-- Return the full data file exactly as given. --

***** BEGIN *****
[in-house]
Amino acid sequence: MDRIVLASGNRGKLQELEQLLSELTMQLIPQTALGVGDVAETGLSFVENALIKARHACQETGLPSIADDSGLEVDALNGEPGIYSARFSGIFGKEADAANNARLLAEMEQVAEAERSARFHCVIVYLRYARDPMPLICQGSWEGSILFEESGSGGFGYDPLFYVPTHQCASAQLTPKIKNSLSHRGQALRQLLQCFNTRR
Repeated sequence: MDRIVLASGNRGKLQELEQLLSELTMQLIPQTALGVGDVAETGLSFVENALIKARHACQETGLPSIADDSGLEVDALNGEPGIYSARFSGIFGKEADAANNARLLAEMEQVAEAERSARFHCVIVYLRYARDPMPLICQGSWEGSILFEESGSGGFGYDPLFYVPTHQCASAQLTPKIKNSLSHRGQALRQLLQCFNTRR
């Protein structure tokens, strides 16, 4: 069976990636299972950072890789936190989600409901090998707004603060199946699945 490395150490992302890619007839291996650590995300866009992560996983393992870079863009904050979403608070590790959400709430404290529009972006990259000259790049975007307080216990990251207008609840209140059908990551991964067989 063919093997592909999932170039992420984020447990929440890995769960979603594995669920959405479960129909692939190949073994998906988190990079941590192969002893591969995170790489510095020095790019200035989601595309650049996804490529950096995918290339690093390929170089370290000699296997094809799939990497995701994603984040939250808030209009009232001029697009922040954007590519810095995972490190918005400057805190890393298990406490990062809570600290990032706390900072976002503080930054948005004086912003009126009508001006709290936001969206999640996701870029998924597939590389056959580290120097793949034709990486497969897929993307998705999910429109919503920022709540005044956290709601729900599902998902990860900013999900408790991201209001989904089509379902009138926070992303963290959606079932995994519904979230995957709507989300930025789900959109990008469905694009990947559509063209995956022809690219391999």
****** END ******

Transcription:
[in-house]
Amino acid sequence: MDRIVLASGNRGKLQELEQLLSELTMQLIPQTALGVGDVAETGLSFVENALIKARHACQETGLPSIADDSGLEVDALNGEPGIYSARFSGIFGKEADAANNARLLAEMEQVAEAERSARFHCVIVYLRYARDPMPLICQGSWEGSILFEESGSGGFGYDPLFYVPTHQCASAQLTPKIKNSLSHRGQALRQLLQCFNTRR
Repeated sequence: MDRIVLASGNRGKLQELEQLLSELTMQLIPQTALGVGDVAETGLSFVENALIKARHACQETGLPSIADDSGLEVDALNGEPGIYSARFSGIFGKEADAANNARLLAEMEQVAEAERSARFHCVIVYLRYARDPMPLICQGSWEGSILFEESGSGGFGYDPLFYVPTHQCASAQLTPKIKNSLSHRGQALRQLLQCFNTRR
């Protein structure tokens, strides 16, 4: 069976990636299972950072890789936190989600409901090998707004603060199946699945 490395150490992302890619007839291996650590995300866009992560996983393992870079863009904050979403608070590790959400709430404290529009972006990259000259790049975007307080216990990251207008609840209140059908990551991964067989 063919093997592909999932170039992420984020447990929440890995769960979603594995669920959405479960129909692939190949073994998906988190990079941590192969002893591969995170790489510095020095790019200035989601595309650049996804490529950096995918290339690093390929170089370290000699296997094809799939990497995701994603984040939250808030209009009232001029697009922040954007590519810095995972490190918005400057805190890393298990406490990062809570600290990032706390900072976002503080930054948005004086912003009126009508001006709290936001969206999640996701870029998924597939590389056959580290120097793949034709990486497969897929993307998705999910429109919503920022709540005044956290709601729900599902998902990860900013999900408790991201209001989904089509379902009138926070992303963290959606079932995994519904979230995957709507989300930025789900959109990008469905694009990947559509063209995956022809690219391999």